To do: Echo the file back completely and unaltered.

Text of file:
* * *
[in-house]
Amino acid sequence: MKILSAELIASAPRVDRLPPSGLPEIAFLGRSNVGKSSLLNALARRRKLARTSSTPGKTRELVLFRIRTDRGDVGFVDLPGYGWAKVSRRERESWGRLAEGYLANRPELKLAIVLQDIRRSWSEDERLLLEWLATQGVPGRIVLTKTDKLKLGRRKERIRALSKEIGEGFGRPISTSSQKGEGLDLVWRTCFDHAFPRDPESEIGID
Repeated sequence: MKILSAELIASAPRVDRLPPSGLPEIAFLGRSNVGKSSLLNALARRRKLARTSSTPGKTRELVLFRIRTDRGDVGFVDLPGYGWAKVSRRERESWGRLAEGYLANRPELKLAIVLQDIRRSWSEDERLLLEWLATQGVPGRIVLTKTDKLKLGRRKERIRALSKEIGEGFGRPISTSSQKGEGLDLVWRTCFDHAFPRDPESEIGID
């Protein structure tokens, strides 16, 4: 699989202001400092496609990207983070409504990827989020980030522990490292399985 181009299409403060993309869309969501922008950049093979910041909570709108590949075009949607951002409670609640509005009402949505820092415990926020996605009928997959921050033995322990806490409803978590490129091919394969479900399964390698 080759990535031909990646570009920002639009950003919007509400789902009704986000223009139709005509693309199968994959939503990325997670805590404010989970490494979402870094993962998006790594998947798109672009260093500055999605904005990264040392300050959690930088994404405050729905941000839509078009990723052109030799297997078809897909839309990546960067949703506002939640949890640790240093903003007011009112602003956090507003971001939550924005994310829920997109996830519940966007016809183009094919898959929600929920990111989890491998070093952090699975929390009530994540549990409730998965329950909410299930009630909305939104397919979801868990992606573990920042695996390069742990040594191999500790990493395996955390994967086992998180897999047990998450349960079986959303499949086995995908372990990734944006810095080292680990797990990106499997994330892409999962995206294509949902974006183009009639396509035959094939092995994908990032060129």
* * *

[in-house]
Amino acid sequence: MKILSAELIASAPRVDRLPPSGLPEIAFLGRSNVGKSSLLNALARRRKLARTSSTPGKTRELVLFRIRTDRGDVGFVDLPGYGWAKVSRRERESWGRLAEGYLANRPELKLAIVLQDIRRSWSEDERLLLEWLATQGVPGRIVLTKTDKLKLGRRKERIRALSKEIGEGFGRPISTSSQKGEGLDLVWRTCFDHAFPRDPESEIGID
Repeated sequence: MKILSAELIASAPRVDRLPPSGLPEIAFLGRSNVGKSSLLNALARRRKLARTSSTPGKTRELVLFRIRTDRGDVGFVDLPGYGWAKVSRRERESWGRLAEGYLANRPELKLAIVLQDIRRSWSEDERLLLEWLATQGVPGRIVLTKTDKLKLGRRKERIRALSKEIGEGFGRPISTSSQKGEGLDLVWRTCFDHAFPRDPESEIGID
């Protein structure tokens, strides 16, 4: 699989202001400092496609990207983070409504990827989020980030522990490292399985 181009299409403060993309869309969501922008950049093979910041909570709108590949075009949607951002409670609640509005009402949505820092415990926020996605009928997959921050033995322990806490409803978590490129091919394969479900399964390698 080759990535031909990646570009920002639009950003919007509400789902009704986000223009139709005509693309199968994959939503990325997670805590404010989970490494979402870094993962998006790594998947798109672009260093500055999605904005990264040392300050959690930088994404405050729905941000839509078009990723052109030799297997078809897909839309990546960067949703506002939640949890640790240093903003007011009112602003956090507003971001939550924005994310829920997109996830519940966007016809183009094919898959929600929920990111989890491998070093952090699975929390009530994540549990409730998965329950909410299930009630909305939104397919979801868990992606573990920042695996390069742990040594191999500790990493395996955390994967086992998180897999047990998450349960079986959303499949086995995908372990990734944006810095080292680990797990990106499997994330892409999962995206294509949902974006183009009639396509035959094939092995994908990032060129």